Great Sermon! Brother when Dr. Brown confronted you with the idea that if someone is seriously inquiring if they may be saved and if Jesus died for them, that you would be unable to tell them yes for sure...I believe he thought he had you on that one. I would have pointed him to John 6:37 All that the Fathet gives me will come to me and (therefore) whoever comes to me i will never turn away. Dr. Brown makes Christ out to be a liar by his arguments. Our Lord is the one who tells us the Father's plan and that there are some He has given to the Son to save. He says this throughout John's gospel. Arguing against this truth comes from fleshly emotions that are rooted in the sinful idea that God owes fallen man anything. He could have left us to all perish but He did not and so we ought to be grateful for His kindness toward us through Christ Jesus. Also, the gospel is not, Christ died for you...it is that Christ died for our (believers') sins, etc...and this invitation is given to those who are weary and heavy laden. "Come unto me all you who labor and are heavy laden and I will give you rest..." Matt. 11:28. And so to Dr. Brown, your person inquiring after salvation should be given this message, Christ died for sinners and promises to save all who come to Him for salvation. Are you inquiring after
Great Sermon! Great friendly discussion between 2 well intending men. For those in the universal atonement camp I would challenge you to consider Jesus' words in John 6:37 "All that the Father gives me will come to me..." and just camp our right there and ask God to reveal its meaning to you. Also, please consider the teaching of the Holy Spirit in Ephesians concerning the fact that salvation is said to be God quickening or resurrecting the one who was formerly dead in trespasses and sins. Those whom God raises from the death of sin to faith in Christ and eternal life cannot be lost and God will keep them to the end. Start here and understand this, and then interpret the rest of scripture accordingly and you'll find it all fits together nicely. Oh, I John 2:2 is John reminding his hearers that it wasn't merely a Jewish Atonement at the cross, but it extends to the whole world. But dear free will person will you not see the fact that if Christ bore Judas' sins on the tree then God cannot punish Judas for his sins. He cannot punish sin twice, first in Christ, then in you. OT sacrifices were offered as a type or shadow and only temporarily covered sin. Christ made a real atonement that took sin away once and for all. He came into the world to save sinners, not so they "could" be saved. He raises
Some problems - Part 2 (....continued)
The term is used as an umbrella term to cover many groups. Unfortunately, this led to a talk that paints with an overly broad brush, while being overly colored by the speaker‚Äôs own bad experiences when applying its modern implications. The speaker would have been better served by interacting more with specific primary sources, and creating more separation amongst very disparate groups by doing so.
The speaker is a good orator and is engaging, but overall I would not recommend this talk to others as a good overview of the topic. There are certainly good parts, but enough conclusions that don‚Äôt match my own study in the primary sources and my own experiences give me pause. (And contrary to the speaker‚Äôs claim, I can point you to a number of good, completely orthodox theology books from a mennonite perspective! I recommend starting with Daniel Kauffman.)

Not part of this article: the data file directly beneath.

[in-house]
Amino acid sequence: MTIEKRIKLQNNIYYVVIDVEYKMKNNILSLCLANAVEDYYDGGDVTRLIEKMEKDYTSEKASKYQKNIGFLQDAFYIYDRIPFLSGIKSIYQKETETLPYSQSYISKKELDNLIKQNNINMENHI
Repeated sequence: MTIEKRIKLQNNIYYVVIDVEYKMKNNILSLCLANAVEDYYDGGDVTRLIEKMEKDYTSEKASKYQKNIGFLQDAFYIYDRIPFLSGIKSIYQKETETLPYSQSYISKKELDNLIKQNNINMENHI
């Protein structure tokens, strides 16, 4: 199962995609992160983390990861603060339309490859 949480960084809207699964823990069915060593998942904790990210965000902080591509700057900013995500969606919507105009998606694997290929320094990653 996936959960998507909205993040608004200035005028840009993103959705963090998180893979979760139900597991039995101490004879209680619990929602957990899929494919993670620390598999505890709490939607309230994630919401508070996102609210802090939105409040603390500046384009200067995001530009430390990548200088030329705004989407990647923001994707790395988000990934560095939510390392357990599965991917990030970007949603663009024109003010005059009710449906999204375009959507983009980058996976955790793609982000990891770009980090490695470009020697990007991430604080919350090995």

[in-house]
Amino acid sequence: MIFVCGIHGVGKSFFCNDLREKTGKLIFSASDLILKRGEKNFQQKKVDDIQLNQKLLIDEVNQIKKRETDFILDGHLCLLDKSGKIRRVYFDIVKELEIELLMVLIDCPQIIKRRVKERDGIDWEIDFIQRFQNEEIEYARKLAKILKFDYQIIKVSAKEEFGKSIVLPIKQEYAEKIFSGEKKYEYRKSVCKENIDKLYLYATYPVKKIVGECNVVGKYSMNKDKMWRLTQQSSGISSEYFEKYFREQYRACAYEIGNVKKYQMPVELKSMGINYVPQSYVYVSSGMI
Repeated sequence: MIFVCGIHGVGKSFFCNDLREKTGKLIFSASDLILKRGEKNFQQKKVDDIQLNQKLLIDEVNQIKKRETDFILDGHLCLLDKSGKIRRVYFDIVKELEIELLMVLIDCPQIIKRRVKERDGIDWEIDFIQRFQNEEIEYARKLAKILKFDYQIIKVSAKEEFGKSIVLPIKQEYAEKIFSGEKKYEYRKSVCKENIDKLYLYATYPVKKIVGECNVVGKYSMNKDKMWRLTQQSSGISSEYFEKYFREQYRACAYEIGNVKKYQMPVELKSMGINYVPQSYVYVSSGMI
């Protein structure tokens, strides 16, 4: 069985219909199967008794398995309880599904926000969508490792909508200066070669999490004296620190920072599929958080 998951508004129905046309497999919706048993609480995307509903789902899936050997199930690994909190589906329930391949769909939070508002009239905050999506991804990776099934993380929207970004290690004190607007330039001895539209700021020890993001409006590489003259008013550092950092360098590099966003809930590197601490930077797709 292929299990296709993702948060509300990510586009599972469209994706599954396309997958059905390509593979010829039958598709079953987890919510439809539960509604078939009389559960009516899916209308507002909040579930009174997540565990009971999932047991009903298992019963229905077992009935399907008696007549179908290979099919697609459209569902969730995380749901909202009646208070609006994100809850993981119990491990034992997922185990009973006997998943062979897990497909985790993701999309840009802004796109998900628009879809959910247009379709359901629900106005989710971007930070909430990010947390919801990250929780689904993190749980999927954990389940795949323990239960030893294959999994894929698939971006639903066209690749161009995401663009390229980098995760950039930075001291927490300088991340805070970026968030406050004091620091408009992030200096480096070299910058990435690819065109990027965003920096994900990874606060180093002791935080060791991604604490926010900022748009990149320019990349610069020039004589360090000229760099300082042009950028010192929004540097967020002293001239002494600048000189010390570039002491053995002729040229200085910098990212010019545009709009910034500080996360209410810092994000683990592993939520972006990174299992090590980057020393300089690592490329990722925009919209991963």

Some Problems - Part 1 I am commenting on this message (and part 2) as a Reformed Baptist pastor who has a Mennonite background and has read significantly in the early anabaptists.
First, these messages are very colored by the speaker‚Äôs background in a very fringe, seemingly cult-like group that apparently classifies themselves as anabaptist. The experiences he describes are very different from anything I have seen in mennonite circles. His experiences are certainly his experiences, but be aware that they don‚Äôt in any way represent any type of ‚Äúnormal‚ÄĚ anabaptist experience.
Also, I wondered early in his first talk if he had been influenced by Jim Renihan in his views, as it seemed to be present. Lo and behold, a bit later in the talk he mentioned being in Renihan‚Äôs class. Accordingly, despite being presented at a conference on the history of the baptists, there is no mention of the influence of Menno Simon‚Äôs writings on the First London Confession. Renihan minimizes this connection, but as someone who has studied Simon‚Äôs writings, that influence is undeniably present and easily recognizable.
The ‚Äújunk drawer‚ÄĚ analogy on how the term anabaptist is used historically is a good one (and one I had never heard before, so I‚Äôm assuming it is original to the speaker). (continued....)
the rulers of this world love to shoot each other confirming hand signs and symbols on businesses, this is nothing more then Mr Ham showing his "friends" that he is still on board with the luciferian agenda ...
Maybe in the new year the women pastors on sermon audio can tell us about the biblical mandates concerning backbiting other believers...just my thought for a good Christmas sermon!!
Yeah..just a little bit. I'm a door to door sales rep for a fortune 50 company which will go unmentioned. When I was in Ma. I did the same job, and people woiuld slam the door,on me..they do it here too..except they do it with bible verses on their doors. Very interesting. And I REALLY miss good pizza and Chinese food!!
I'm from western mass. Just moved to Kentucky. I really miss New England a lot though and really would,love to go back and Lord willing do some street preaching and maybe help plant a church. I used to love going to Pawtucket Red Sox games at McCoy.